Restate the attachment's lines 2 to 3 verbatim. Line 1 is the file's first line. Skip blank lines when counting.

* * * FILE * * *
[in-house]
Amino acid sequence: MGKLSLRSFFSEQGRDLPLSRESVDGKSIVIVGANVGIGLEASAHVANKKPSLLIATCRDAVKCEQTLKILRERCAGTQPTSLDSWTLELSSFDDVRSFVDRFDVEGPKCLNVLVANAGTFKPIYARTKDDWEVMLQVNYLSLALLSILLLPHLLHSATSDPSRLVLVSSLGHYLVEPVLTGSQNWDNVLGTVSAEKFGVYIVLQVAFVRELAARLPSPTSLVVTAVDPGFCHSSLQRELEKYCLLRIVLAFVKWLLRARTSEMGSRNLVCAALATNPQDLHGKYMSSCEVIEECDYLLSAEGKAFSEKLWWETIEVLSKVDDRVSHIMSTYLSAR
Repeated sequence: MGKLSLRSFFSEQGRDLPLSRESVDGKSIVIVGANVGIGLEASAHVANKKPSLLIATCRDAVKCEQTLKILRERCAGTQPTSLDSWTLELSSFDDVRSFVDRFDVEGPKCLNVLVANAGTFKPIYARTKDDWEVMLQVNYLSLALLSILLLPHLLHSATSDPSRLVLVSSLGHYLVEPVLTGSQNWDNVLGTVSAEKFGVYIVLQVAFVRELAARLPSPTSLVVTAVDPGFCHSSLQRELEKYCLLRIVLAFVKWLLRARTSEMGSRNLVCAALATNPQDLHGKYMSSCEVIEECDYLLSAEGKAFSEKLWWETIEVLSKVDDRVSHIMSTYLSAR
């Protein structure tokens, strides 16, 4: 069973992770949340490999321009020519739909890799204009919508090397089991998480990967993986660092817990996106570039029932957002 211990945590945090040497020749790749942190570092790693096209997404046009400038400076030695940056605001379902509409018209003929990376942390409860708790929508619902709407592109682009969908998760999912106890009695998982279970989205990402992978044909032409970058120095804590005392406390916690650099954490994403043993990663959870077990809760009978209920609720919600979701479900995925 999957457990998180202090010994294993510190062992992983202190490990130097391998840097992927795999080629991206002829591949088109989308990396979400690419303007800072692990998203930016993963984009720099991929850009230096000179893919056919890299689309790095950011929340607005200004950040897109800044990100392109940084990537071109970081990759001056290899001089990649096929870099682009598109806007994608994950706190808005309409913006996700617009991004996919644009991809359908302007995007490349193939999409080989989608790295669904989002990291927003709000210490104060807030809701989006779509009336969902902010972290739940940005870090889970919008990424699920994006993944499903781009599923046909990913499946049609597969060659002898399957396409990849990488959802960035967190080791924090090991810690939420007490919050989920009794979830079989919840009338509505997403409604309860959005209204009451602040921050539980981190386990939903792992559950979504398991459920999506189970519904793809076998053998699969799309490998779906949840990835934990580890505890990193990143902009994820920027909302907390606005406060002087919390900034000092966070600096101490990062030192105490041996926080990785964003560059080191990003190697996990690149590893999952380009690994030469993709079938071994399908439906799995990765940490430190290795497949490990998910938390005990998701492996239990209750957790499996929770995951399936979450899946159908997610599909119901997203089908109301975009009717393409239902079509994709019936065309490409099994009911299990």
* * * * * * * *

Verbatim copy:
Amino acid sequence: MGKLSLRSFFSEQGRDLPLSRESVDGKSIVIVGANVGIGLEASAHVANKKPSLLIATCRDAVKCEQTLKILRERCAGTQPTSLDSWTLELSSFDDVRSFVDRFDVEGPKCLNVLVANAGTFKPIYARTKDDWEVMLQVNYLSLALLSILLLPHLLHSATSDPSRLVLVSSLGHYLVEPVLTGSQNWDNVLGTVSAEKFGVYIVLQVAFVRELAARLPSPTSLVVTAVDPGFCHSSLQRELEKYCLLRIVLAFVKWLLRARTSEMGSRNLVCAALATNPQDLHGKYMSSCEVIEECDYLLSAEGKAFSEKLWWETIEVLSKVDDRVSHIMSTYLSAR
Repeated sequence: MGKLSLRSFFSEQGRDLPLSRESVDGKSIVIVGANVGIGLEASAHVANKKPSLLIATCRDAVKCEQTLKILRERCAGTQPTSLDSWTLELSSFDDVRSFVDRFDVEGPKCLNVLVANAGTFKPIYARTKDDWEVMLQVNYLSLALLSILLLPHLLHSATSDPSRLVLVSSLGHYLVEPVLTGSQNWDNVLGTVSAEKFGVYIVLQVAFVRELAARLPSPTSLVVTAVDPGFCHSSLQRELEKYCLLRIVLAFVKWLLRARTSEMGSRNLVCAALATNPQDLHGKYMSSCEVIEECDYLLSAEGKAFSEKLWWETIEVLSKVDDRVSHIMSTYLSAR